A new report from the U.S. Census is showing that Hispanic children now constitute a fifth of all K-12 students. It appears the trend is set to accelerate, because the younger the grade level, the higher the percentage.
Nearly a quarter of all the nation's kindergarten students are Hispanic, more than triple the rate during the 1970s, the Associated Press reported. Meanwhile, the 2007 data shows that nursery schools serving 4-year-old children are posting an even higher proportion: 53 percent, up from 21 percent in 1987, according to the report, which was released Thursday.
Colleges are still enrolling the lowest proportion of Hispanic students of all the grade levels -- 12 percent -- although that figure grew from 10 percent in 2006.
At 15 percent of the U.S. population, Hispanics are the nation's largest minority group.
The report shows that the proportion of minorities in schools – as well as in the entire nation -- is growing at an even faster rate than previously projected, partly because white births are down.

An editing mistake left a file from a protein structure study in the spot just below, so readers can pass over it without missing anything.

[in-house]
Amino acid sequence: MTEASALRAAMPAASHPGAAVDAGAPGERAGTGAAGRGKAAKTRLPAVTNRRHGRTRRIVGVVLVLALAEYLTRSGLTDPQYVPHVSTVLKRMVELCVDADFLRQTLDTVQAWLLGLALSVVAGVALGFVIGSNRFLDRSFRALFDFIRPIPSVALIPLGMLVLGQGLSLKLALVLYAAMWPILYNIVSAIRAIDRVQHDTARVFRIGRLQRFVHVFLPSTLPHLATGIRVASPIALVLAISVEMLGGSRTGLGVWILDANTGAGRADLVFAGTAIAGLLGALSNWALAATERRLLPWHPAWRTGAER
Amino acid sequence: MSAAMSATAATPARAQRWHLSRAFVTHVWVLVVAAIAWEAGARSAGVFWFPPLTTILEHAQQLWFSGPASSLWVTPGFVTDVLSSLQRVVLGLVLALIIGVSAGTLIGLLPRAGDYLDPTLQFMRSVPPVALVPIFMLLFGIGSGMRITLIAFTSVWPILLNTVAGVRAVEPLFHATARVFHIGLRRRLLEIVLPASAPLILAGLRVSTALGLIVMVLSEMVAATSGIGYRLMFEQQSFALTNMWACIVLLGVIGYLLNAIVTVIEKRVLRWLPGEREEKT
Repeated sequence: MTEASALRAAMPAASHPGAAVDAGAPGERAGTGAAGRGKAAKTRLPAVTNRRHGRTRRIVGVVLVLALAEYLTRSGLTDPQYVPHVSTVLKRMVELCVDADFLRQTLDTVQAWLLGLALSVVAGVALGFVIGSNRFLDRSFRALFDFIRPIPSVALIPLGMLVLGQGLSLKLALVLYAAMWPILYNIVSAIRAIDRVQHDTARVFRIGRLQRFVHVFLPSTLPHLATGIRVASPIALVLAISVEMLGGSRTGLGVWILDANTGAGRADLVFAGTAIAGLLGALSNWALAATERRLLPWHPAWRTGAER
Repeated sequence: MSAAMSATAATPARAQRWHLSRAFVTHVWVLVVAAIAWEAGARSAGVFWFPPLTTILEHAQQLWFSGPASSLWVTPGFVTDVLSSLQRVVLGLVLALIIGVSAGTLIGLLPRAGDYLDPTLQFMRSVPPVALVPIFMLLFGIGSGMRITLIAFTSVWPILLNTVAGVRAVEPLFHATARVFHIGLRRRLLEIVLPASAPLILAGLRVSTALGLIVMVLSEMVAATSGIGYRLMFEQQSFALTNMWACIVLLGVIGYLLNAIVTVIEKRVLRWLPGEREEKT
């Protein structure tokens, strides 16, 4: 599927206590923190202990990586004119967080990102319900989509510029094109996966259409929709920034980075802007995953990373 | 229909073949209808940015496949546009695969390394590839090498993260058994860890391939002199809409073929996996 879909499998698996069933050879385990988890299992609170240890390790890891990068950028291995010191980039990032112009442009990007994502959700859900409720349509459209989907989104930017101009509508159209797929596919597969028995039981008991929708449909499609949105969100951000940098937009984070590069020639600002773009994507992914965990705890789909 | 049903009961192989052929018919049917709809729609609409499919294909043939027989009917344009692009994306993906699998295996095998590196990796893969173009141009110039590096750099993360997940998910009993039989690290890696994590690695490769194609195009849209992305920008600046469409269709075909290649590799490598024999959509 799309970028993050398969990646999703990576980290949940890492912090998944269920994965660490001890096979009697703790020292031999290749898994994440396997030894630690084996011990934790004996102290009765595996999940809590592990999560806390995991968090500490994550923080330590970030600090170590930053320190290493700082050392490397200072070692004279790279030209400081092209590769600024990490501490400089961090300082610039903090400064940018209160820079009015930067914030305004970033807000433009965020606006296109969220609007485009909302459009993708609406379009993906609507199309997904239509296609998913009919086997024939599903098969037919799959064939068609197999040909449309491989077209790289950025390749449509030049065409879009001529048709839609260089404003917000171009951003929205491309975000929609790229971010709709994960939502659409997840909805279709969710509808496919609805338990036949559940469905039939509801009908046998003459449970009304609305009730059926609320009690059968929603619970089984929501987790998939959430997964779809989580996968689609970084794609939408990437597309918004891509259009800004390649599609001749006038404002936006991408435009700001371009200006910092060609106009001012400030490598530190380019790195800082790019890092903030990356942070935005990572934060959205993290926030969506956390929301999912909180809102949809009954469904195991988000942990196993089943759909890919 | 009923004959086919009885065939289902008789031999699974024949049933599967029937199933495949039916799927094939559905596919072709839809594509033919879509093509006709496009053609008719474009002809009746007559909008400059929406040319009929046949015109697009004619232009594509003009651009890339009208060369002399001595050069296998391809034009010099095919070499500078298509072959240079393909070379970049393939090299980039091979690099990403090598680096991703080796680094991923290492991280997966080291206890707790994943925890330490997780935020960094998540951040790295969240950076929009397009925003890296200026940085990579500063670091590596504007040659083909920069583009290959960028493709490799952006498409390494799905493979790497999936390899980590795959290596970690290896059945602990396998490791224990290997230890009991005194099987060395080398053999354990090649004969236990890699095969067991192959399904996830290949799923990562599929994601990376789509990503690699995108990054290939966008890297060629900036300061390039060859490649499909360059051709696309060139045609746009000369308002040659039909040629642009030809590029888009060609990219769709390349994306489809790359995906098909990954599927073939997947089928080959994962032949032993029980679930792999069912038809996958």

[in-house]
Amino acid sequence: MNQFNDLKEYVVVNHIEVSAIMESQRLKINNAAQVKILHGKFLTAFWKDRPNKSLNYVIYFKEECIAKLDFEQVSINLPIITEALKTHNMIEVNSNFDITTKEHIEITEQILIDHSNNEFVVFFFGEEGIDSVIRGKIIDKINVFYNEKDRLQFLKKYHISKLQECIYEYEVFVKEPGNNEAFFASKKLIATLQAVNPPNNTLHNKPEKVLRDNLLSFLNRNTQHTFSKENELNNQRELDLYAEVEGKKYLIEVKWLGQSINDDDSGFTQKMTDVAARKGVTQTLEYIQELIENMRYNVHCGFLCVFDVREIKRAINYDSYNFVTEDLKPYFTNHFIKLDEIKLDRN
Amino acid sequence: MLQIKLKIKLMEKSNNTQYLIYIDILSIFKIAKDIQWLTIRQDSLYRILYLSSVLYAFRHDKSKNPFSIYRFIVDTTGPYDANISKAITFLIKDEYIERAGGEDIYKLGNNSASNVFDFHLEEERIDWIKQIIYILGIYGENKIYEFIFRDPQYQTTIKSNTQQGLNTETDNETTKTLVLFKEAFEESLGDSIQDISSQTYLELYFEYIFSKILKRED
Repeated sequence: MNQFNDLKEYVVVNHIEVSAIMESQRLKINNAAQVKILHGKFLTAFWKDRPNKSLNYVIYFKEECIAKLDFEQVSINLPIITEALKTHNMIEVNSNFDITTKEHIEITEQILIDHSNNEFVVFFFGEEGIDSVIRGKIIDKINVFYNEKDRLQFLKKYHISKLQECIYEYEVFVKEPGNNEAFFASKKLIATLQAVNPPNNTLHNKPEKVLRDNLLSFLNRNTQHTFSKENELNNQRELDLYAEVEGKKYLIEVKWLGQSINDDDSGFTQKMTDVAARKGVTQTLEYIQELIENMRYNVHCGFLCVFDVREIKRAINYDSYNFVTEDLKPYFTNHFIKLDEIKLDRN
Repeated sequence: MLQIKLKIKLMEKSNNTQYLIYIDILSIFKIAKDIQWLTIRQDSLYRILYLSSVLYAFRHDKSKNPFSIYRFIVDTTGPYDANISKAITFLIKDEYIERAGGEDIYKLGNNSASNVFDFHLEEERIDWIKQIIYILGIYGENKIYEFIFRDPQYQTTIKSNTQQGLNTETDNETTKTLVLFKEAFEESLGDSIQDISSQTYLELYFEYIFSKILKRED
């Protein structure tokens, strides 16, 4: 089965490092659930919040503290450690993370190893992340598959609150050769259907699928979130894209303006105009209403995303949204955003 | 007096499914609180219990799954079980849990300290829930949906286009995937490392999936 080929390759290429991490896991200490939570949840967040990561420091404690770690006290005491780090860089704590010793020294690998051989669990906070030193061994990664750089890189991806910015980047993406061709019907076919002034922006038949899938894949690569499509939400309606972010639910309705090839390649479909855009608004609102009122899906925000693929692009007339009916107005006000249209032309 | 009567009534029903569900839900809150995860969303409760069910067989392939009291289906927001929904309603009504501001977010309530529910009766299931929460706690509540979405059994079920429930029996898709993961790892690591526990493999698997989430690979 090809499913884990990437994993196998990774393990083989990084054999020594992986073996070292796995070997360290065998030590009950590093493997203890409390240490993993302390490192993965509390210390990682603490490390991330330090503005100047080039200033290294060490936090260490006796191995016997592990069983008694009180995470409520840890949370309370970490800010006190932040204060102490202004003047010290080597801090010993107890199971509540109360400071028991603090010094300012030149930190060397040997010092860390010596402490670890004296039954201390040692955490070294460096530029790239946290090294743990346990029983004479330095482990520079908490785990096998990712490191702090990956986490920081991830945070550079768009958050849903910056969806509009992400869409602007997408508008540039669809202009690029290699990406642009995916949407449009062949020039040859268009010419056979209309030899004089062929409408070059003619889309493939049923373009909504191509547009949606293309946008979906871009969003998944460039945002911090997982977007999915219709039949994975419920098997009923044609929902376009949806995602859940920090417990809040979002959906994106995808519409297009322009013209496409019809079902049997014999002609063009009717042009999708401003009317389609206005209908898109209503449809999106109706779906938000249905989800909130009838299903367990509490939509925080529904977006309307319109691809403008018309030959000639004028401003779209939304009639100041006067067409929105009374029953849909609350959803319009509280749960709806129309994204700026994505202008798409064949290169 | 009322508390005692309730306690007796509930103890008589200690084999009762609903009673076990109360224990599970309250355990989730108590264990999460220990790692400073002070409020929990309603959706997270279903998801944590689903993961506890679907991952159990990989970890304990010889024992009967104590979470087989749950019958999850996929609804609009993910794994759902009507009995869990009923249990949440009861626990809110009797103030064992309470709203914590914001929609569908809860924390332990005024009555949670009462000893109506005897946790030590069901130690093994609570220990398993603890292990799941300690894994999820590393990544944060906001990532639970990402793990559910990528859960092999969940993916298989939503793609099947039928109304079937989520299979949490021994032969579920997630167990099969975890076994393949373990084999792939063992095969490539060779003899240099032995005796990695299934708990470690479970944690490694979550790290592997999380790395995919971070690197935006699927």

Minorities are projected to be the majority in schools by 2023, seven years earlier than was estimated in 2004. They are projected to become the majority nationwide by 2042.
Hispanics have the biggest presence in the western states, where minority K-12 students outnumber whites. Hispanics constitute about 54 percent of the student population in New Mexico, 47 percent in California, 44 percent in Texas and 40 percent in Arizona, according to the Associated Press.
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